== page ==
A Voice for Our Ocean

Ahead of Halloween, Suit Up to Fight Monster Ocean Plastic Right Here in D.C.

Join Ocean Conservancy’s Flagship International Coastal Cleanup and #SuitUptoCleanUp Kingman Island on October 13

WASHINGTON, DC – Originally scheduled for September 15 but postponed due to Hurricane Florence, Ocean Conservancy’s flagship International Coastal Cleanup (ICC) event will take place on Kingman Island on Saturday, October 13. In the spirit of Halloween and its own #SuitUptoCleanUp campaign, Ocean Conservancy invites D.C. residents to don their favorite Halloween costumes and help fight the monster that is ocean plastic. More than 500 volunteers turned out to last year’s Cleanup collecting nearly 4,000 pounds of trash, and early numbers indicate the turnout will be even greater this year.

“The D.C. area was spared the brunt of Hurricane Florence’s wrath, but heavy rain usually means lots of trash and litter washing down storm drains right into the Anacostia River, which eventually leads to the Atlantic,” said Ocean Conservancy Trash Free Seas® program associate director Allison Schutes. “While we were disappointed we had to postpone the event, we know that we have the chance to have an even greater impact this October.”

As in years past, the flagship D.C. event will feature live music, lawn games, and a “weird finds” contest (past entries included a Polaroid camera, bowling ball, fire hose, and Incredible Hulk costume glove, to name a few). Volunteers will receive t-shirts and other giveaways; and gloves, bug spray and sunscreen are all provided, along with a light breakfast and lunch.

New this year, Ocean Conservancy has commissioned an eight-foot, hollow metal sculpture of a painted turtle—a local turtle species— from Environmental Sculptures, and will install it to contain and display select trash items at Kingman Island. The sculpture will be a permanent resident of the park, which is managed by The Living Classrooms Foundation, a longtime partner. Also new this year, volunteers will be able to #suitup with Halloween- and ocean-themed props and costumes at our photo booth, while younger attendees can trick-or-treat around the island.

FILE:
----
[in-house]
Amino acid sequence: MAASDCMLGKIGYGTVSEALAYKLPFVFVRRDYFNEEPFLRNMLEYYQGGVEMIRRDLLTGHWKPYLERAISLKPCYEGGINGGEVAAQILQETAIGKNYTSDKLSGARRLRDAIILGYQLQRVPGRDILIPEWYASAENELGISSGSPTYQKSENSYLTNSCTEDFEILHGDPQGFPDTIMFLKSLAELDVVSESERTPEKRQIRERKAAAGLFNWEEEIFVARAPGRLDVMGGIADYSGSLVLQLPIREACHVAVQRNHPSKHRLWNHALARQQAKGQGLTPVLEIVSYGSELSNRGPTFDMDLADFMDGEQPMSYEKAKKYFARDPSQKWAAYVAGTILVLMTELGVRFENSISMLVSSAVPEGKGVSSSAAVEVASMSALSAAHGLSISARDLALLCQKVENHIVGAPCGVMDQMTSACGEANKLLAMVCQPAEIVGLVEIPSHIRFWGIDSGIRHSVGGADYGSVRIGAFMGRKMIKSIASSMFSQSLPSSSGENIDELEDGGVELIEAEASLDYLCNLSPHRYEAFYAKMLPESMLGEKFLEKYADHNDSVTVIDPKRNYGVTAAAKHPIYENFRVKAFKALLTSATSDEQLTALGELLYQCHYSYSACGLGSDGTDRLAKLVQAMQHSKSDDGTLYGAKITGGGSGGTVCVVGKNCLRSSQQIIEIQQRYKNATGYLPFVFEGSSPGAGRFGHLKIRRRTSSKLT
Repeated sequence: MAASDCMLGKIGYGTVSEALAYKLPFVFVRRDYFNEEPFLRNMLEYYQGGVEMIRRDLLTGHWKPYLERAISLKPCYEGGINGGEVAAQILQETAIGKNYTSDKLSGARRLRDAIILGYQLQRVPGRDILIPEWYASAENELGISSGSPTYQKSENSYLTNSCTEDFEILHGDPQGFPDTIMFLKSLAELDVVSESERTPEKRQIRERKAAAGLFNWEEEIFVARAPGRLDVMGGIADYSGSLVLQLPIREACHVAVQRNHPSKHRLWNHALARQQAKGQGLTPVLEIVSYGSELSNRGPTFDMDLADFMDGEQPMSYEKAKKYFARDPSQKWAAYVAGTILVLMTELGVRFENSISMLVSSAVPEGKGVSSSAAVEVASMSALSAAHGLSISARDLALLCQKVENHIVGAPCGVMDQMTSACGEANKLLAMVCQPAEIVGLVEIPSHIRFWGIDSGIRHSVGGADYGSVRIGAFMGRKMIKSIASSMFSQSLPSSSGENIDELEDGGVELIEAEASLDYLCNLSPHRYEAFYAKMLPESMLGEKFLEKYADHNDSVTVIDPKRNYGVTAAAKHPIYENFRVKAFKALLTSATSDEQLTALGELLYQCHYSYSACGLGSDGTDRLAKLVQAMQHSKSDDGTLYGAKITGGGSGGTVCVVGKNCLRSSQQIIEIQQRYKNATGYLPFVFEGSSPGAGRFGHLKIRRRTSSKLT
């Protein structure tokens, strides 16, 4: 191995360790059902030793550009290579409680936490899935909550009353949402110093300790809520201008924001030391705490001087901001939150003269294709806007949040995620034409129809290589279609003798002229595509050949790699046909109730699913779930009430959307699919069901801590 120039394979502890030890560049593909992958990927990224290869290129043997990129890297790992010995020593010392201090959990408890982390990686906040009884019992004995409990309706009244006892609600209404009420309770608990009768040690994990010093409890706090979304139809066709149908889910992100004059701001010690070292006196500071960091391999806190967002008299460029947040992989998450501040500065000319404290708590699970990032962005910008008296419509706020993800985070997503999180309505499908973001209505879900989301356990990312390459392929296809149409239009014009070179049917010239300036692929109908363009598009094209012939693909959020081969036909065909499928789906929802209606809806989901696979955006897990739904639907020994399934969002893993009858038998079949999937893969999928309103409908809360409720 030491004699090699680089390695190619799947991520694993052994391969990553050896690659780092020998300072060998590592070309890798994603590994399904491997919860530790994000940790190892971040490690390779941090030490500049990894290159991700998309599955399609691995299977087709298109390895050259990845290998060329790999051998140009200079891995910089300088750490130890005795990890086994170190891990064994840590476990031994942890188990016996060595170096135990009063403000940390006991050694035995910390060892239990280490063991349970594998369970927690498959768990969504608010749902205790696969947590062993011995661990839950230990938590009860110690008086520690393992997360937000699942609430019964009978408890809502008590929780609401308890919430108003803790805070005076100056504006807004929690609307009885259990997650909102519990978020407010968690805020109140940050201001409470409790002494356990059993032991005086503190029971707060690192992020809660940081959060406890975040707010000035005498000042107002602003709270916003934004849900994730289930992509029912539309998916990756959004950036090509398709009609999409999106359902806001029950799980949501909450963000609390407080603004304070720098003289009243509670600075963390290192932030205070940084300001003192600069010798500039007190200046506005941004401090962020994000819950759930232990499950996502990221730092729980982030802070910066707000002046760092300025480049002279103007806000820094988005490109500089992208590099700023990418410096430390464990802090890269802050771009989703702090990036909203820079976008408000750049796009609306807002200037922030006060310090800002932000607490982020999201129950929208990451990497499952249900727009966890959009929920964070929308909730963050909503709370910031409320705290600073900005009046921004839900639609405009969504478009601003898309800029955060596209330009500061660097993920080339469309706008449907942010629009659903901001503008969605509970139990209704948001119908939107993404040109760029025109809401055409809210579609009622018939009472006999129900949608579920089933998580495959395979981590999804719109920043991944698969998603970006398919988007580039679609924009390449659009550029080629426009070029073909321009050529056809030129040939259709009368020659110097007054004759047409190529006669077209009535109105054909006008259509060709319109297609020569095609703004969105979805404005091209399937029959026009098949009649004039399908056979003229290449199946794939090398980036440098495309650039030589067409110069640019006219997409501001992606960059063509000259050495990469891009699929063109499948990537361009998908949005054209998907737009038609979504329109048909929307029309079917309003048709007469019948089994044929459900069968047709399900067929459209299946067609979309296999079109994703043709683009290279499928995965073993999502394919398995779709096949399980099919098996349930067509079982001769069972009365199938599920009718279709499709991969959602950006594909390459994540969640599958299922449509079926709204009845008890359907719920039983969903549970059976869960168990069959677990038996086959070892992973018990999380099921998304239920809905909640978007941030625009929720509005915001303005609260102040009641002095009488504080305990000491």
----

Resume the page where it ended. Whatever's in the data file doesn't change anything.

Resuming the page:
The rescheduled D.C. International Coastal Cleanup runs from 9:30 AM to 12:30 PM on Saturday, October 13. Visit to register.

WHO: Ocean Conservancy leadership and staff

Hundreds of Washingtonians

Special guests including representatives from the European Union delegation

WHAT: Ocean Conservancy’s flagship International Coastal Cleanup

·         Anacostia River cleanup

·         Free breakfast and lunch

·         Live music

·         Lawn games and kid-friendly activities

·         Installation of permanent turtle sculpture

·         Costume contest

·         Plastic-free Trick-or-Treating

WHEN: Saturday, October 13; 9:30 AM  – 12:30 PM

(Postponed from September 15)

WHERE: Kingman Island, NE DC
ABOUT: Launched in 1986 on a single beach in Texas, the ICC has mobilized nearly 13 million volunteers and removed 250 million pounds of trash from beaches and waterway worldwide. In addition to removing trash, volunteers contribute to the world’s largest database on marine debris by logging each trash item using paper data cards or in real-time using Ocean Conservancy’s Clean Swell app. Scientists, researchers, industry leaders and policymakers rely on Ocean Conservancy’s Ocean Trash Index to inform policy and craft solutions to the growing ocean plastics crisis.

Last year, more than 500 volunteers collected nearly 4,000 pounds of trash at our flagship Kingman Island event. Worldwide, 800,000 volunteers collected 20 million pounds of trash.



Note to editors: Ocean Conservancy experts are available for comment. Infographics depicting data from the 2017 International Coastal Cleanup, released in June, are available here. Photos and b-roll from previous ICC events are also available.

Ocean Conservancy is working to protect the ocean from today’s greatest global challenges. Together with our partners, we create science-based solutions for a healthy ocean and the wildlife and communities that depend on it. For more information, visit, or follow us on FacebookTwitter or Instagram.